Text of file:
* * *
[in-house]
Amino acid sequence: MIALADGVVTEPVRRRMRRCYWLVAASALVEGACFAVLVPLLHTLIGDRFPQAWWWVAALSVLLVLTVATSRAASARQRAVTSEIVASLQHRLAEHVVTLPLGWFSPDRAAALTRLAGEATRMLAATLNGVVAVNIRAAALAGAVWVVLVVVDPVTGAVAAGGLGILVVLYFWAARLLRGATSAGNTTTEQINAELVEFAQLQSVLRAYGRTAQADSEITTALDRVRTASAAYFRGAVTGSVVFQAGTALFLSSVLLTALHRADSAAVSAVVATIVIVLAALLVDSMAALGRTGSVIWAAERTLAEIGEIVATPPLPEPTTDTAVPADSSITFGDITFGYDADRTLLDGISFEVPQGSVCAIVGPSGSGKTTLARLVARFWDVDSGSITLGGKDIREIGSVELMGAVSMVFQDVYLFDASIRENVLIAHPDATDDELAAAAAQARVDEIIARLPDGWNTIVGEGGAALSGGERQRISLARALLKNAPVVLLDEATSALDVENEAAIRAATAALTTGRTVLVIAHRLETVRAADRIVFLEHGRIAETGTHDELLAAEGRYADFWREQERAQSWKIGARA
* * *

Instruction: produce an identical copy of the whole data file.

[in-house]
Amino acid sequence: MIALADGVVTEPVRRRMRRCYWLVAASALVEGACFAVLVPLLHTLIGDRFPQAWWWVAALSVLLVLTVATSRAASARQRAVTSEIVASLQHRLAEHVVTLPLGWFSPDRAAALTRLAGEATRMLAATLNGVVAVNIRAAALAGAVWVVLVVVDPVTGAVAAGGLGILVVLYFWAARLLRGATSAGNTTTEQINAELVEFAQLQSVLRAYGRTAQADSEITTALDRVRTASAAYFRGAVTGSVVFQAGTALFLSSVLLTALHRADSAAVSAVVATIVIVLAALLVDSMAALGRTGSVIWAAERTLAEIGEIVATPPLPEPTTDTAVPADSSITFGDITFGYDADRTLLDGISFEVPQGSVCAIVGPSGSGKTTLARLVARFWDVDSGSITLGGKDIREIGSVELMGAVSMVFQDVYLFDASIRENVLIAHPDATDDELAAAAAQARVDEIIARLPDGWNTIVGEGGAALSGGERQRISLARALLKNAPVVLLDEATSALDVENEAAIRAATAALTTGRTVLVIAHRLETVRAADRIVFLEHGRIAETGTHDELLAAEGRYADFWREQERAQSWKIGARA